Why Do We Pressure Sexy Women to Lose Weight? 8 Beautiful Stars Who Still Get Called Fat
The type of woman’s physique that is popular in the media varies over time—recall the way healthy, toned ‘90s supermodels like Cindy Crawford gave way to the “heroin chic” of emaciated Kate Moss—but in the last decade, the demand for a hyper-emaciated frame has reached a fever pitch. High-end fashion models, plagued by the constant fear of being called too fat for a job, throw themselves into starvation mode, some to the point of death: Ana Carolina Reston, Isabell Caro, sisters Luisel and Eliana Ramos. And it’s not just fashion models—the end of the aughties brought weight-obsessed stylist Rachel Zoe’s anorexic clients into vogue, including Nicole Ritchie and Mary Kate Olsen.
And yet even after high-profile deaths, anorexia runs rampant, encouraged by a media that seems to despise women’s flesh, and we're also seeing an overgrowth of pro-anorexia (pro-ana) Web sites and Tumblrs encouraging young users with thinspo—”thinspiration”—images. As though we should waste away into simply not being.
But even those women who aren’t pressured into this cultural ideal of rail-thinness are roundly criticized by the media, which on slow news days apparently decides to erupt in attacks on women who aren’t trying to fit into the tiny-frame paradigm. Gossip magazines operate in extremes, and tend to flog the women responsible for selling their titles.
Take Kim Kardashian, a woman whose personal life appears on gossip blogs and in magazines literally daily, owing to both her own reality show—she’s made a fortune putting her business on front street—and to the fact that she’s glamorous, gorgeous and wealthy. Widely regarded one of the most beautiful women in the world, she’s also renowned for her curves (and is also subject to speculation that she’s had ass implants). Despite the media’s thirst for hyper-skinny women, men around the world regard Kardashian as a physical ideal, and it’s not rocket science to figure out why. As Psychology Today reported a couple of months ago:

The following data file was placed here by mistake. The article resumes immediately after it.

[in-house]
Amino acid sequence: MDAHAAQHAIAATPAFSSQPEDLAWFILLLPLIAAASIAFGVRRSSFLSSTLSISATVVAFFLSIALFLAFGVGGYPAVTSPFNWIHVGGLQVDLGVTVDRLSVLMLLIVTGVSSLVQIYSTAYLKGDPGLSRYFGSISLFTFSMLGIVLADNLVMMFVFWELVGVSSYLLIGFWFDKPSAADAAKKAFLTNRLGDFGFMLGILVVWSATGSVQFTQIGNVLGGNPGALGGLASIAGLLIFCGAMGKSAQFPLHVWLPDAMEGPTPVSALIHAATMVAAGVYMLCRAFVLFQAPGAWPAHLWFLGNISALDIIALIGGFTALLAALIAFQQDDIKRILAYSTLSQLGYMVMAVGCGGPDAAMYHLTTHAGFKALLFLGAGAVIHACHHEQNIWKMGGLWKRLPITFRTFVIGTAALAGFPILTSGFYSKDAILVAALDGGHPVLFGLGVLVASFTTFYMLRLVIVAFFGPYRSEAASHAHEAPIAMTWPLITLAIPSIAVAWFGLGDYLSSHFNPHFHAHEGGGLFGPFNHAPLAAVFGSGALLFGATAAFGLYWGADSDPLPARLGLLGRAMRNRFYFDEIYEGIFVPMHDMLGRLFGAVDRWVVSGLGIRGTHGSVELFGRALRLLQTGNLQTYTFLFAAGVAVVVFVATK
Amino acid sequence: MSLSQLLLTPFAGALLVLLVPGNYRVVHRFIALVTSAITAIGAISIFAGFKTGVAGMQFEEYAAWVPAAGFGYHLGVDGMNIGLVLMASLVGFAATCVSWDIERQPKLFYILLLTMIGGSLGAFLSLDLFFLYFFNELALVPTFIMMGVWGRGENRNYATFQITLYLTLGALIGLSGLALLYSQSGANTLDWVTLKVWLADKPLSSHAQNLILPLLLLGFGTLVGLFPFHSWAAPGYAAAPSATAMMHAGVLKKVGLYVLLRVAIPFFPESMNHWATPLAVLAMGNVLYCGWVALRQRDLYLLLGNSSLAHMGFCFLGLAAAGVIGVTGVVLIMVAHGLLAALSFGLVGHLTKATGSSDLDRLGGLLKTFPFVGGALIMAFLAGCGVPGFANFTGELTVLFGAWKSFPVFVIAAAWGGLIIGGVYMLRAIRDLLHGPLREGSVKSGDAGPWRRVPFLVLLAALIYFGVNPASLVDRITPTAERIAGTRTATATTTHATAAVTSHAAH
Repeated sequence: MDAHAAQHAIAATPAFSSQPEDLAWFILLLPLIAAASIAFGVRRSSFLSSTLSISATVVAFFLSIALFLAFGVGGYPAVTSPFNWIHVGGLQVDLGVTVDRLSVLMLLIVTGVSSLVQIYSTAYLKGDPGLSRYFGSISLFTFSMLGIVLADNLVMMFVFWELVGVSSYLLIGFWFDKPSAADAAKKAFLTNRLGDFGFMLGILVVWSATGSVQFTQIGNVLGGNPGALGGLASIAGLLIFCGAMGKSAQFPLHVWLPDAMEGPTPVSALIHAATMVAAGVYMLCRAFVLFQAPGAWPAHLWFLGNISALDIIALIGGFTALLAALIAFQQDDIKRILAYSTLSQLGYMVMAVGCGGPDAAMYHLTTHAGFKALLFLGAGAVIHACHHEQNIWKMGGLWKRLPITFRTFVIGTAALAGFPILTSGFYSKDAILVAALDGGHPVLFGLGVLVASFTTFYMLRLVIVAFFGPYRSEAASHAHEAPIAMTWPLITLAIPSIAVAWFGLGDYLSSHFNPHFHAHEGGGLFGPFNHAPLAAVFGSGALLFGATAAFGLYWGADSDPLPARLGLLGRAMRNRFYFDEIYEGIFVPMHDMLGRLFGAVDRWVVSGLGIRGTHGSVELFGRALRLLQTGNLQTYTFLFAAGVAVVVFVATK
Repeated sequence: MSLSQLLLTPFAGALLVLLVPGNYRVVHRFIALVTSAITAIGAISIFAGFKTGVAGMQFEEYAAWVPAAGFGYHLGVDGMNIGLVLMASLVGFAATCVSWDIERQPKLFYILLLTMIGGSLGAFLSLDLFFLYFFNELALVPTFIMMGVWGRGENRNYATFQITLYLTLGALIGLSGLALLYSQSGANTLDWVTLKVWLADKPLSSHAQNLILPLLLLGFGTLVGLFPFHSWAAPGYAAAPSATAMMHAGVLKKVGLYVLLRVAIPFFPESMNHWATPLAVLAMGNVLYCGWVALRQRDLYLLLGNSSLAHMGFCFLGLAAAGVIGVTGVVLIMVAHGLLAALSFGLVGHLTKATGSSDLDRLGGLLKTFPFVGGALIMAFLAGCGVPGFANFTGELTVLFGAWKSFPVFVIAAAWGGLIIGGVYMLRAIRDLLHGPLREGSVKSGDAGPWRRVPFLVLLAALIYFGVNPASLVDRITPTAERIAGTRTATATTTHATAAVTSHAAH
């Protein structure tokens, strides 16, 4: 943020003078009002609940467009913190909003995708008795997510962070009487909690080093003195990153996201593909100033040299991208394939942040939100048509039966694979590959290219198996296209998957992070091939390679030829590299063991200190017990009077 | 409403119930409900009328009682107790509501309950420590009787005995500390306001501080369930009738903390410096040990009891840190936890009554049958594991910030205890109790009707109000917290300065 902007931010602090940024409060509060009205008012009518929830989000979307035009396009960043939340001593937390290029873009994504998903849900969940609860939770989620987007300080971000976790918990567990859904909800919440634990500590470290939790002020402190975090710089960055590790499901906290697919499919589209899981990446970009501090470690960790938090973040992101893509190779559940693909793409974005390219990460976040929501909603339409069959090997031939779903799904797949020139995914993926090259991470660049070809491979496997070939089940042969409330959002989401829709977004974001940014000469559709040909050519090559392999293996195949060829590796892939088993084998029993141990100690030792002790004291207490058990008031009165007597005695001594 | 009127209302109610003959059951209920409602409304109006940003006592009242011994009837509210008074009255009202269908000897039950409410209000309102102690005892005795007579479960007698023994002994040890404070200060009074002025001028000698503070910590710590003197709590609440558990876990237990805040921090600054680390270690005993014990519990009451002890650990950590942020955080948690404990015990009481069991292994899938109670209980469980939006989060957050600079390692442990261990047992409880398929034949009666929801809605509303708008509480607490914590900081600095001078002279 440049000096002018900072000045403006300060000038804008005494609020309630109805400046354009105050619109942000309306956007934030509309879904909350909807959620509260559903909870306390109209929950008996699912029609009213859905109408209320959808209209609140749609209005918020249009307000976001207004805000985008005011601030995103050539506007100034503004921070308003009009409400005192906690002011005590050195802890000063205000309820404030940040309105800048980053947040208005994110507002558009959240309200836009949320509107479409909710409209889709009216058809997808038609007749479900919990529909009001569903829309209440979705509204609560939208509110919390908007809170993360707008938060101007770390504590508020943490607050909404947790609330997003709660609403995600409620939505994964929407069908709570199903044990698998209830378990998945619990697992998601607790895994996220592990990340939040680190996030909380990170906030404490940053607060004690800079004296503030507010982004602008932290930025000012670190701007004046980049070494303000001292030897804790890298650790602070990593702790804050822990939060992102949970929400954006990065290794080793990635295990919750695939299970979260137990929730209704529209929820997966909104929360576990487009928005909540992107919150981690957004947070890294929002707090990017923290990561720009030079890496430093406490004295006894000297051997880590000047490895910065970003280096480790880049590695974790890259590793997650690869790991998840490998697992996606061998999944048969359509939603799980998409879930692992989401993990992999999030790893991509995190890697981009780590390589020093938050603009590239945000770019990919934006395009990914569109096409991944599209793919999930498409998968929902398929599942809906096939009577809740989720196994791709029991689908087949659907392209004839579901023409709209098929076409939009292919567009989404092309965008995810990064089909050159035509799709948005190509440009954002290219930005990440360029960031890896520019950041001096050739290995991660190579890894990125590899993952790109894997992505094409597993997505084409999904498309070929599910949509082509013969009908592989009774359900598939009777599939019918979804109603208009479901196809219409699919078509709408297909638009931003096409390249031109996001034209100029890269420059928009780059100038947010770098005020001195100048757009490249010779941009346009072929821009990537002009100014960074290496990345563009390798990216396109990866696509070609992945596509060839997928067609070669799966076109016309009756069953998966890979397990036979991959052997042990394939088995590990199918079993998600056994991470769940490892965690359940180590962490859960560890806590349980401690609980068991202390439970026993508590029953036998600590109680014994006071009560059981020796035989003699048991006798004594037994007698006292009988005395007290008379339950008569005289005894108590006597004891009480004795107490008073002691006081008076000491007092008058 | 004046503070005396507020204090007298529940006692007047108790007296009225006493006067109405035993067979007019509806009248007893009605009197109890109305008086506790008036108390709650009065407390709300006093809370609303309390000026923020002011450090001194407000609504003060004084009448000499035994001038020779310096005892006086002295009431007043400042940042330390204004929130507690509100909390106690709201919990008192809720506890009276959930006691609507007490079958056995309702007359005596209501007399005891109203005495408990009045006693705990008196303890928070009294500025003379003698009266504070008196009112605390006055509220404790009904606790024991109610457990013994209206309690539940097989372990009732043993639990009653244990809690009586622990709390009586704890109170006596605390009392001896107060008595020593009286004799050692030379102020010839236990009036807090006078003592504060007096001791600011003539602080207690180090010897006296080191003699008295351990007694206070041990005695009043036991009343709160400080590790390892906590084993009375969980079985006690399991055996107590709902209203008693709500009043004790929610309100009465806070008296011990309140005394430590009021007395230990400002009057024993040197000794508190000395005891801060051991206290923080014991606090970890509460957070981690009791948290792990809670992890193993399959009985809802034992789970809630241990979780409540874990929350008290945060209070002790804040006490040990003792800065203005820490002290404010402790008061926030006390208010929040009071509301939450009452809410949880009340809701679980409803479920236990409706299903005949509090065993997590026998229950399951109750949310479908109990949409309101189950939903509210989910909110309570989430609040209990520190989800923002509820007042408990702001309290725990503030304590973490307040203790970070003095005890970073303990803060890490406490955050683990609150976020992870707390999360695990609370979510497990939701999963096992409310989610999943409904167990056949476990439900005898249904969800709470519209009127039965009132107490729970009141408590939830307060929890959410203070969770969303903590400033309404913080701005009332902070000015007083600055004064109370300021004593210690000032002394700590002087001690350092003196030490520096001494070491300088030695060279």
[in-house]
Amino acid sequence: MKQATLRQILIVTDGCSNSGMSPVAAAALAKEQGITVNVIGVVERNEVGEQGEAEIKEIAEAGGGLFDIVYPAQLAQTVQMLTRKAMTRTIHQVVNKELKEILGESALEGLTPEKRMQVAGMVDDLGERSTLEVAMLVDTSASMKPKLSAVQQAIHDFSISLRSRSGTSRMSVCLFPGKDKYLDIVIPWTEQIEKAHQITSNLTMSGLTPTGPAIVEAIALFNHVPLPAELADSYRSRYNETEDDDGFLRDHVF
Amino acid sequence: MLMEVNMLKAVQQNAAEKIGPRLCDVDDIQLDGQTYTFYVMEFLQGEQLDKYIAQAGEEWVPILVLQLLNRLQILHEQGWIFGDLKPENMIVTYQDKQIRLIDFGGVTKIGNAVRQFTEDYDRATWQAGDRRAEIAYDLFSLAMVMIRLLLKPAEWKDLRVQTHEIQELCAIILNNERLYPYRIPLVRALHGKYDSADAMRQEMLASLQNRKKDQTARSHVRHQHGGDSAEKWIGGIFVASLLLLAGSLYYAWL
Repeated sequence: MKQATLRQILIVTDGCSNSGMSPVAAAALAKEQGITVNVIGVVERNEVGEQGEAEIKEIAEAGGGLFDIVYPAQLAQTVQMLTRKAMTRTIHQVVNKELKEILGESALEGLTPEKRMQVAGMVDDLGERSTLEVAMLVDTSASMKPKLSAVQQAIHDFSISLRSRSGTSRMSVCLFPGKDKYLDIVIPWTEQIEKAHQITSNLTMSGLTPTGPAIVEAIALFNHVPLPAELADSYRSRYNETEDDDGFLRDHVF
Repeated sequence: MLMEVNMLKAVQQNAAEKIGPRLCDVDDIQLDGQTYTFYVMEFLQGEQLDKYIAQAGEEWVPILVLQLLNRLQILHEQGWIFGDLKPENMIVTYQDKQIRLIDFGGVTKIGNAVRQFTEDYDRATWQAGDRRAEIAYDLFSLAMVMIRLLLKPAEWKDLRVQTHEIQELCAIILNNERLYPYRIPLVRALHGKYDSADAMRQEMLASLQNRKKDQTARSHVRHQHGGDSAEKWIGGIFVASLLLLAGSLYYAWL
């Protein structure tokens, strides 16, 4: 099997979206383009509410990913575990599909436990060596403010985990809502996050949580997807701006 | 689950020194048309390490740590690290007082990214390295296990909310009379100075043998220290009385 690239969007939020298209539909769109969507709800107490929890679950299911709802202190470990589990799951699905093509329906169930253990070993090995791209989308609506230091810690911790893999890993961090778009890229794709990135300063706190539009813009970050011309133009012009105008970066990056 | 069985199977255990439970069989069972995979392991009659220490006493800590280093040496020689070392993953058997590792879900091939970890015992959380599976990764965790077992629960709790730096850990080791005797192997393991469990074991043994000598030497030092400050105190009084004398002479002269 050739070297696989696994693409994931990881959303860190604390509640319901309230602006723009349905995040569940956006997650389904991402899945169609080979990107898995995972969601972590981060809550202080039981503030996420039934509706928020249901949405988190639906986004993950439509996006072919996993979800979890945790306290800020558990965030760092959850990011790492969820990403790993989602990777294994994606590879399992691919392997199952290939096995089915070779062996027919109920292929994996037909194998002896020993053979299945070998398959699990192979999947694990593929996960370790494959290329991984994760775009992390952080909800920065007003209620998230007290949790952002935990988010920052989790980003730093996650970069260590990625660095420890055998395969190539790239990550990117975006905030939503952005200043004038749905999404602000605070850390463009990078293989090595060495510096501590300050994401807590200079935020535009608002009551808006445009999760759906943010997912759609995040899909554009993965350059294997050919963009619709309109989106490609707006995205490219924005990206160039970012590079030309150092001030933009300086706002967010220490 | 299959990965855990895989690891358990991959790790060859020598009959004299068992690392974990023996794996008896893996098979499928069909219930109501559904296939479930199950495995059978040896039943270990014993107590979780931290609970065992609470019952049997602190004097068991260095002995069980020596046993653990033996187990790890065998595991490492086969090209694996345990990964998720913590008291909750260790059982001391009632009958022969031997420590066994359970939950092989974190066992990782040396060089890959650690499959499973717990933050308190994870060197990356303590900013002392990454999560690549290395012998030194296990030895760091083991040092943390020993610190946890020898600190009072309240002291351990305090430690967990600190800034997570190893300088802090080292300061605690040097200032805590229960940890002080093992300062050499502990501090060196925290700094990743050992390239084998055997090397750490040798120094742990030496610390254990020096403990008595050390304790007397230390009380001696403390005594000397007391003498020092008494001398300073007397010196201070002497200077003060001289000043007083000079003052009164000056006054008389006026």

A woman's figure is a hallmark of her fertility, they argue, and men subconsciously know it. Researchers have documented a widespread, magnetic male attraction to a waist-to-hip ratio of .7—the classic hourglass. An eye-tracking study last year found that men start to evaluate a woman's hourglassness within the first 200 milliseconds of viewing, which, based on my pedestrian observations, seems slow.
Not that eating disorders have anything to do with men; they rarely do, and are in the DSM as such. But that evolutionary reinforcement is evidence that the media is inventing its own firestorms against women who are healthy, successful and gorgeous, for body-shaming sells magazines. So when news of Kim Kardashian’s cellulite makes the covers of People and Us and the like, it’s meant to give women one more thing to feel bad about.
Here’s how some of the world’s most beautiful women have been harangued for their weight—and what they did about it.
1. Kate Upton. This is the most recent example of body-shaming, and one of the more ridiculous. Kate Upton is a Sports Illustrated swimsuit model, and is presently on the cover of men’s magazine GQ accompanied by the caption “The Newest Reason to Love Your Country.” She’s also got a fashion shoot in the latest issue of US Vogue, whose editor Anna Wintour is notoriously disdainful of curves (and breasts). And yet the blonde bombshell was recently called out on the Web site SkinnyGossip for walking in a swimsuit runway show “like there’s a buffet at the end of it.” The blog also called her a "squishy brick,” “lazy” and “lardy.” Jezebel’s Jenna Sauers, a fashion model herself, wrote: